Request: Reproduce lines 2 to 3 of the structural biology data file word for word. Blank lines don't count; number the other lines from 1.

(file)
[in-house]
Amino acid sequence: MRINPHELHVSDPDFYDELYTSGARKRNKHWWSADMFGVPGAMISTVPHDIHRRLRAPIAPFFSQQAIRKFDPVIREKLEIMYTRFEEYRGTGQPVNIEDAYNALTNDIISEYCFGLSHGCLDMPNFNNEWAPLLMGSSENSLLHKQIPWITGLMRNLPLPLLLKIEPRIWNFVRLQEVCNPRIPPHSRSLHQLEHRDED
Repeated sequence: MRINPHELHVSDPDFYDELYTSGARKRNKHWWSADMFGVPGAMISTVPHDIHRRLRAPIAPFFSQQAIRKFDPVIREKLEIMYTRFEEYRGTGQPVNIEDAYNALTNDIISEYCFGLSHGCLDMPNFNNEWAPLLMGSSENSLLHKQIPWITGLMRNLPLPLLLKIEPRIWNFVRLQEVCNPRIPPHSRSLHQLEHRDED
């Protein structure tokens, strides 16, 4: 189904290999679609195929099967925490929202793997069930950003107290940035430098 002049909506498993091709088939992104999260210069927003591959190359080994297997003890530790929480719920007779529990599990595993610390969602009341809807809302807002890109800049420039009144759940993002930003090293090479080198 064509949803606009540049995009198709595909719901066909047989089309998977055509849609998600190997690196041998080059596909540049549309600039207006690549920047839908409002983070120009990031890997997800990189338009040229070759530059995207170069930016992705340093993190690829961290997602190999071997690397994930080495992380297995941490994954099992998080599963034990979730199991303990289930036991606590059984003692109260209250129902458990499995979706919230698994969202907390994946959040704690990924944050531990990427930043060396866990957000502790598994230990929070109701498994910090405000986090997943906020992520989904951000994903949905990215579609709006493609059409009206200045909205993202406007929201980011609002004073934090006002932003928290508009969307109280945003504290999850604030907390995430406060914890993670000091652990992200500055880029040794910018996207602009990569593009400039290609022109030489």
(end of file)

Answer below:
Amino acid sequence: MRINPHELHVSDPDFYDELYTSGARKRNKHWWSADMFGVPGAMISTVPHDIHRRLRAPIAPFFSQQAIRKFDPVIREKLEIMYTRFEEYRGTGQPVNIEDAYNALTNDIISEYCFGLSHGCLDMPNFNNEWAPLLMGSSENSLLHKQIPWITGLMRNLPLPLLLKIEPRIWNFVRLQEVCNPRIPPHSRSLHQLEHRDED
Repeated sequence: MRINPHELHVSDPDFYDELYTSGARKRNKHWWSADMFGVPGAMISTVPHDIHRRLRAPIAPFFSQQAIRKFDPVIREKLEIMYTRFEEYRGTGQPVNIEDAYNALTNDIISEYCFGLSHGCLDMPNFNNEWAPLLMGSSENSLLHKQIPWITGLMRNLPLPLLLKIEPRIWNFVRLQEVCNPRIPPHSRSLHQLEHRDED